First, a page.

The last week’s market highlights:
Each week, we present our featured topics in the context of the major themes listed below from Nuveen’s 2021 Outlook:
- U.S. economy: Getting worse before it improves.
- Global economy: Ready to get back to normal—with the help of vaccines.
- Policy watch: No Federal Reserve interest-rate hikes until at least 2023.
- Fixed income: A modest-risk overweight with a focus on credit sectors.
- Equities: Lean toward small caps, emerging market shares and dividend payers.
- Asset allocation: Consider benefits of active management amid idiosyncratic opportunities.
Quote of the week:
"Courage and perseverance have a magical talisman, before which difficulties disappear and obstacles vanish into air.” – John Quincy Adams
Market risks remain despite a tame inflation outlook
For much of 2020, inflation was hardly a hot topic. The pandemic forced businesses to close and people to stay home. The economy sank into recession. But as the U.S. started to rebound and Congress amped up fiscal spending in the form of relief packages — with a $1.9 trillion deal still on the table — concerns over rising prices began to grab investors’ attention. Small wonder, then, that last week’s consumer price inflation (CPI) data for January was so closely watched.
The numbers, though, were neither memorable nor market moving. Year-over-year headline inflation missed forecasts, coming in at 1.4%, unchanged from December’s reading.4 Core CPI, which excludes volatile food and energy costs, also registered 1.4%.5 On a month-over month basis, headline CPI rose a healthy 0.3% thanks to sharply higher gasoline prices, while core prices didn’t budge.6
Despite these mostly tame results, we believe markets may experience an “inflation panic” sometime this year, akin to the events of early 2018. Then, an unexpected jump in wages closely followed a round of large personal and corporate tax cuts. Investors feared that the Fed, in an effort to forestall a potentially overheating economy, would begin raising interest rates faster than it had planned. (Higher interest rates are the one tried and true method a central bank has for fighting inflation.) Within a few weeks of that wage-growth data, the yield on the bellwether 10-year U.S. Treasury note breached 3% for the first time in more than four years, credit spreads widened and stocks sold off sharply.7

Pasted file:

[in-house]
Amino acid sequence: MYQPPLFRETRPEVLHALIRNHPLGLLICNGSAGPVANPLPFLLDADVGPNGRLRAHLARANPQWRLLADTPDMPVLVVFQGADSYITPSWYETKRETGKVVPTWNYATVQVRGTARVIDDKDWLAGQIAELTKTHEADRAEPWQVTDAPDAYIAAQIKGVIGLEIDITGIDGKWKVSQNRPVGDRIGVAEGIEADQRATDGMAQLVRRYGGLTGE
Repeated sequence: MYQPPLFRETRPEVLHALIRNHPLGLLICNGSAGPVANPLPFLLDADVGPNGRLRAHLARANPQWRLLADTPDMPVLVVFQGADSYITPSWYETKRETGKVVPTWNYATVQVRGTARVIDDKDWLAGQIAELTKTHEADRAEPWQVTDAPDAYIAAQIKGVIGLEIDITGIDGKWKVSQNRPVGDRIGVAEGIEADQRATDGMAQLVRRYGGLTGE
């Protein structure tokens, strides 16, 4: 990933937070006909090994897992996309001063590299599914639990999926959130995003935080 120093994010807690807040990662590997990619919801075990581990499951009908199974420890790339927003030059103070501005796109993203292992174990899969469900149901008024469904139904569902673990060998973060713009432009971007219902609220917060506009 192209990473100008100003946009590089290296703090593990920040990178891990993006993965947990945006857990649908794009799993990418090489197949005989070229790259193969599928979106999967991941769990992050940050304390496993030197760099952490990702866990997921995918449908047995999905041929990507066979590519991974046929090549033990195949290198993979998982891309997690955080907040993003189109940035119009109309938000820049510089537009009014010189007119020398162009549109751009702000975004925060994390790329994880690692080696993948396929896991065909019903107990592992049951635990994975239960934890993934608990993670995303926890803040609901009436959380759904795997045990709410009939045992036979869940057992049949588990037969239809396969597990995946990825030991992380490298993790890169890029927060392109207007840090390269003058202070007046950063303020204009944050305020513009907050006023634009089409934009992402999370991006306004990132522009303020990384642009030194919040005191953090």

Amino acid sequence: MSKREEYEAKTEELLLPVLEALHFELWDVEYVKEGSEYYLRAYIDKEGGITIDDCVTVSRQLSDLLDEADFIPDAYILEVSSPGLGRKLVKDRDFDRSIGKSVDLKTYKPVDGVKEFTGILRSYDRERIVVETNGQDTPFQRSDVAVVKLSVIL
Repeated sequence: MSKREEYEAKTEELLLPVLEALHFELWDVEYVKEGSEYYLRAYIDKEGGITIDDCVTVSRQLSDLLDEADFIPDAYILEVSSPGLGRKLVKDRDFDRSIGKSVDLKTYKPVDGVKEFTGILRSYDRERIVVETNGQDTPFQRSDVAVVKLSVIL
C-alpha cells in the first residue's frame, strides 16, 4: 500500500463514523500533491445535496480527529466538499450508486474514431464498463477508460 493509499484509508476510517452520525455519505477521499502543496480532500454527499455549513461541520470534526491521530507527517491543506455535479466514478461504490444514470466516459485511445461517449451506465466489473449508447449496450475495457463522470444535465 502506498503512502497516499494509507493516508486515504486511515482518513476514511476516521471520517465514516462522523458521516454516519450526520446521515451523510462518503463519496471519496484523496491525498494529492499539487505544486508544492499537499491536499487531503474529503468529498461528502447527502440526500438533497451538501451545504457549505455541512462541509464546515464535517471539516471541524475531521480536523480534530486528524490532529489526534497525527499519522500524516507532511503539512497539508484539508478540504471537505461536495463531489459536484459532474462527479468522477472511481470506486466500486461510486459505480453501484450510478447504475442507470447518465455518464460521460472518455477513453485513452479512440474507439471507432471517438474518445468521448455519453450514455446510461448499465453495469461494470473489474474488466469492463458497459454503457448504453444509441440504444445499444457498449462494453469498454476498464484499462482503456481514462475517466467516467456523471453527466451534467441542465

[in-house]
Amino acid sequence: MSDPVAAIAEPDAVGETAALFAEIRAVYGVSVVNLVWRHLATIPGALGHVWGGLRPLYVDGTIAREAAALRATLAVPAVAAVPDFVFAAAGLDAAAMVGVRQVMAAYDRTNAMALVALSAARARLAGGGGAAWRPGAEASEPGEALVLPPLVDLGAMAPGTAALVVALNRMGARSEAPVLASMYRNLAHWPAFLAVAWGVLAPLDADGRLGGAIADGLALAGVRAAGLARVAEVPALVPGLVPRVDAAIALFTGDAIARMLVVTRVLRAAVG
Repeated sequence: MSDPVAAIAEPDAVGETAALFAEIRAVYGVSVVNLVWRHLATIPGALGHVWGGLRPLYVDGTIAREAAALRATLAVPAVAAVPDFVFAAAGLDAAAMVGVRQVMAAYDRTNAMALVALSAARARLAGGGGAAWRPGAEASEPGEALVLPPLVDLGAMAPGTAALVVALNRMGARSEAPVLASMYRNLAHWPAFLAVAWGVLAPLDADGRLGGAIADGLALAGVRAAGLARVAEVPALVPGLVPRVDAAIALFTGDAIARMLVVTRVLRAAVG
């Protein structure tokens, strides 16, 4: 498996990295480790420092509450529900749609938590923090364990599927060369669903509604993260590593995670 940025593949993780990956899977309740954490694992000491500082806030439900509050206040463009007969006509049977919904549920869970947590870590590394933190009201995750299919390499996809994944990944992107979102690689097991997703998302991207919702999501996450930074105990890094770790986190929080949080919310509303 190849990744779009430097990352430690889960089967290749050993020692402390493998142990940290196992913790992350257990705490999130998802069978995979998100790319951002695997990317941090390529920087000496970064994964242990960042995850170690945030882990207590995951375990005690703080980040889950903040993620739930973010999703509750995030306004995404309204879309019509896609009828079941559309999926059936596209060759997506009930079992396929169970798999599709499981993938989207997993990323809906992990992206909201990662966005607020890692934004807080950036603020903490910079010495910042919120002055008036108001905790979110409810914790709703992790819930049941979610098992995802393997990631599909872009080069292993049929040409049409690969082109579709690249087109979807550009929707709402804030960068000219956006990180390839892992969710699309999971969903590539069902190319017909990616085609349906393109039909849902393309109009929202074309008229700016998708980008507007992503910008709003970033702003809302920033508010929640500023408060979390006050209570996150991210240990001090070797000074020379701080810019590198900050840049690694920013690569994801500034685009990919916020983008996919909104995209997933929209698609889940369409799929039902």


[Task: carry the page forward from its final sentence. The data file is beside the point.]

What might trigger similar inflation dynamics in 2021? The first source could be from “base effects.” This would show core inflation appearing to accelerate simply because weak readings from last spring, in the early days of the pandemic, will be replaced in year-over-year calculations by potentially stronger data as the economy continues to normalize. Although investors may react badly to base-effect inflation by unloading stocks and bonds, we doubt the Fed will pay it much heed, recognizing it as a temporary statistical quirk rather than a true reflection of the economy’s strength.
The second, more likely source of inflation risk in 2021 could come in the form of a sudden, positive shock as the economy fully reopens and demand is restored in hard-hit sectors such as traveling, dining and hotels. A return to commuting as employees head back to the office, which requires energy consumption, would also heat up the economy. This return to “everyday living,” when it eventually occurs, won’t generate long-lasting higher inflation, in our view, since the positive shock would represent only a short-term boost to demand in certain service areas of the economy, and could be accompanied by a drop in demand for goods.